March 12, 2009

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If you want to keep something in orbit around the Earth, you need it to be flying parallel to the surface at speeds exceeding those of bullets. Get high enough above atmospheric drag, and stuff will continue to orbit as long as the moon does.

The moon has been around for 4,530,000,000,000 years, give or take.

Humans have been throwing junk into space, and occassionally blowing orbiting crap into countless smithereens, for about fifty years. As a result, the risk of impact to large objects such as shuttles, observatories and space stations is one-in-a-few hundred.

Or, in the case of the International Space Station, one-in-what? Today the ISS was evacuated, just in case.

#iss tweets.

Since it’s obvious that it’s a bad idea to fill the orbital environment with junk that’s damn near impossible to get rid of, why do we keep doing it?

Because every species operates in its own flawed self interest, I guess.

Kathy Moran has a great line — “Blogging about productivity began to feel like drinking about alcoholism” — that somehow comes to mind as I point to The Free Beer Economy, which I just put up at Linux Journal, in advance of SXSW, where I’ll moderate a panel titled Rebuilding the World with Free Everything. The panel will happen next Tuesday, right after the keynote conversation between Guy Kawasaki and Chris Anderson, whose book Free: The Future of a Radical Price is due out this summer, and who will join our panel as well.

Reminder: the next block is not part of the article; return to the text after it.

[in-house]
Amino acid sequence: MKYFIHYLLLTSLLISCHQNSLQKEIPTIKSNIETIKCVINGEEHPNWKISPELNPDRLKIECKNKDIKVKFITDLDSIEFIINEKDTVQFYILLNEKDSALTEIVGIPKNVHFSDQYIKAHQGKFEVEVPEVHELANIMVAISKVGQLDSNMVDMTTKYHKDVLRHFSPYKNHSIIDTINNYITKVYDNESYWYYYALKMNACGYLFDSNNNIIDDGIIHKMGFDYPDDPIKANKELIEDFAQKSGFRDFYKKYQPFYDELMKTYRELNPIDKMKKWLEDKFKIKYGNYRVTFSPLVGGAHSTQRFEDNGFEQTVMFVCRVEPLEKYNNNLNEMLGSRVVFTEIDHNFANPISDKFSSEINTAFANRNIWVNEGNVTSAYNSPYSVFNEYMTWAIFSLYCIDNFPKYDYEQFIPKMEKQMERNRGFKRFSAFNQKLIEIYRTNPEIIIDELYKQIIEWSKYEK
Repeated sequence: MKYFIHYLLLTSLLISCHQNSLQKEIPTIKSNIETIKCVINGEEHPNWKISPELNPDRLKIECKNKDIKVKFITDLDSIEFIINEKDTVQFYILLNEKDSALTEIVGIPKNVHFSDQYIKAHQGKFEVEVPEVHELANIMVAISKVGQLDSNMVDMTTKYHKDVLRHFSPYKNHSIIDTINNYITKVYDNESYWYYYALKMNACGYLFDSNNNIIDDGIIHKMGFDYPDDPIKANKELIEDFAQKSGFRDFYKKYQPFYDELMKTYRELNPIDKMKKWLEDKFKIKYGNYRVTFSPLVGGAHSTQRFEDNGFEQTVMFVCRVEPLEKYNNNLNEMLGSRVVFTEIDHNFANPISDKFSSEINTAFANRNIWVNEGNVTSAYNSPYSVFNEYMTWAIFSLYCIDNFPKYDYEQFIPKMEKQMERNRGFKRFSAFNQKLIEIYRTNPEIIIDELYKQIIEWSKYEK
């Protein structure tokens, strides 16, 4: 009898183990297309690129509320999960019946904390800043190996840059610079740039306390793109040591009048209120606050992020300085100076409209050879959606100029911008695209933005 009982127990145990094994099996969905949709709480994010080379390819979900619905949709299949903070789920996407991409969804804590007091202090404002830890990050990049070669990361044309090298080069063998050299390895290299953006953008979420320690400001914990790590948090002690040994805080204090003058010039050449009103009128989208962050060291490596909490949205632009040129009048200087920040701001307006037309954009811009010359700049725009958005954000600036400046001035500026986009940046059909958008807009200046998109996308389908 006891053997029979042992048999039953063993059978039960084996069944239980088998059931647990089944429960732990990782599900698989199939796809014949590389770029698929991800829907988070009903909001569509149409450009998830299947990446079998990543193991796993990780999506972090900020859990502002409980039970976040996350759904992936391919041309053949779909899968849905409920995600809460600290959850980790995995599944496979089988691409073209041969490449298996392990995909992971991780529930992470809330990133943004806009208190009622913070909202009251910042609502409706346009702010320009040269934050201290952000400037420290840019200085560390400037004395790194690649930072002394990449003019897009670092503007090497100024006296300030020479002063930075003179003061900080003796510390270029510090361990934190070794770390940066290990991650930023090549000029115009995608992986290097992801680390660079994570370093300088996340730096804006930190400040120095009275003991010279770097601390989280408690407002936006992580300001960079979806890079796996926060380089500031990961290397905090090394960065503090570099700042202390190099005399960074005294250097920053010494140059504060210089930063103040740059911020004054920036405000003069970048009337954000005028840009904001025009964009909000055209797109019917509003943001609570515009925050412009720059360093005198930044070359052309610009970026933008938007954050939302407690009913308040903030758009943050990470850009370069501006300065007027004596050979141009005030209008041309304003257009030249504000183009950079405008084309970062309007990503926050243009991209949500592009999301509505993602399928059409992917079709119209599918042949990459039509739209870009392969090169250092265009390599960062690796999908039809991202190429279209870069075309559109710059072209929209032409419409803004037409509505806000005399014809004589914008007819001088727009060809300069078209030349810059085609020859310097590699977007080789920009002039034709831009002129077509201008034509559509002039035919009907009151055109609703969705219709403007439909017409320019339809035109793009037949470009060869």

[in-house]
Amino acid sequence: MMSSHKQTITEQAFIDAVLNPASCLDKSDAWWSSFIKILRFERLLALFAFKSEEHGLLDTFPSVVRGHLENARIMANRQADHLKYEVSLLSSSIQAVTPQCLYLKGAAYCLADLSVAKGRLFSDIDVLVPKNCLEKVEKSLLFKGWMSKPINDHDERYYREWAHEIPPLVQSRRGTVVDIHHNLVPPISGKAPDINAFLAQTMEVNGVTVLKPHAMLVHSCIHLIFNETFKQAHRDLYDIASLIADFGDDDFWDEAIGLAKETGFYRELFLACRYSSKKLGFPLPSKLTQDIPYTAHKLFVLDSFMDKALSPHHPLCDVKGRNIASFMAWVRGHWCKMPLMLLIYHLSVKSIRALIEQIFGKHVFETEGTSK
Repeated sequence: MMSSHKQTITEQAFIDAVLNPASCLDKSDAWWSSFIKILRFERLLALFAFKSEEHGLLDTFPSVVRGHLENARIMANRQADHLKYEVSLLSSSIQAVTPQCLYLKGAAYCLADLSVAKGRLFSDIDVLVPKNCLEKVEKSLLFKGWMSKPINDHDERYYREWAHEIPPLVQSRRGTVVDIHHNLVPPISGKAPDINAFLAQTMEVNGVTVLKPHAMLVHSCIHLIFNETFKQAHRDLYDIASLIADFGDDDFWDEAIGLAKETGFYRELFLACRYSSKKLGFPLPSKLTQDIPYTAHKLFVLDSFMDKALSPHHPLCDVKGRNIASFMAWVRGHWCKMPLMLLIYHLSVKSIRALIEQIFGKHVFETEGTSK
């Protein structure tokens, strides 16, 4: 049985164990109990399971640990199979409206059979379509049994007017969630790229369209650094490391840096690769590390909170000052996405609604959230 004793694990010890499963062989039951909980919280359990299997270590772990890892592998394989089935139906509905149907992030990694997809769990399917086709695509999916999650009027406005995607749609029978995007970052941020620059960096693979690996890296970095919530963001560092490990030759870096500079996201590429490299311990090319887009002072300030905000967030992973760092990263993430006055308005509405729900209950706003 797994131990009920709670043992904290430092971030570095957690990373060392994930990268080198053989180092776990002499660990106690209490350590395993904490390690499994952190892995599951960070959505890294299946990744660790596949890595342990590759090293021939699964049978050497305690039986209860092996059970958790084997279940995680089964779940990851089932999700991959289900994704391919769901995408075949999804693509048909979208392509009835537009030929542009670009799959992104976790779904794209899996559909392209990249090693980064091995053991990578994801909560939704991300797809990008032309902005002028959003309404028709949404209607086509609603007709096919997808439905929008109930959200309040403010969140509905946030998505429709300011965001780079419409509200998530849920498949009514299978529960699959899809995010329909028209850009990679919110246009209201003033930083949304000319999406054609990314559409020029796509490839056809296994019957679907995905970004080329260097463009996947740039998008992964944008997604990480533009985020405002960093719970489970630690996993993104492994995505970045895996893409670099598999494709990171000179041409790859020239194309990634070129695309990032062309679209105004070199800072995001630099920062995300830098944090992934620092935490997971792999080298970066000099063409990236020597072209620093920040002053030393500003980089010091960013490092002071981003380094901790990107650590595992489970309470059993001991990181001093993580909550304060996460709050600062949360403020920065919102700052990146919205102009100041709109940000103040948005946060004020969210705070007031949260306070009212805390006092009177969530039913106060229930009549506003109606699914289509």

The gist:

So we have an ecosystem of abundant code and scarce imagination about how to make money on top of it. If that imagination were not scarce, we wouldn’t need Nicholas Carr to explain utilities in clouds with The Big Switch, or Jeff Jarvis to explain how big companies get clues, in What Would Google Do?

More to the point for us blogging folk, I’ll add Dave’s How I made over $2 million with this blog.

His point: He made money because of it. As I have with mine. Neither one of us, more than coincidentally, has advertising on our blogs. Neither one of us burdens our blogs with a “business model”. Nor do we feel a need to hire some outfit to do SEO for us. Good blogs are self-optimizing. That can go for their leverage on income as well, even without cost to one’s integrity.

As with so much on the Net, it’s still early. Much future is left to unfurl. The millipede has many more shoes to drop. So there is much fun left to be had, and much money to be made, even in a crap economy.

But hey, I’m an optimist. What else can I say?

Look forward to seeing many of ya’ll in Austin. I fly down tomorrow, back on Wednesday.

[Later…] I tweeted a pointer to the post earlier, and did something I’ve never done before, which was ask people to digg the piece. It’s kind of an experiment. Curious to see how it goes.

I’ve only had one post dugg to a high level before. It was fun for the few hours it lasted, but I’m not sure it did anything substantive (other than drive traffic to Linux Journal, which was more than agreeable). What I mean is, I’m not sure it drove a conversation about its subject. Hence, the next experiment. Applied heuristics, you might say.

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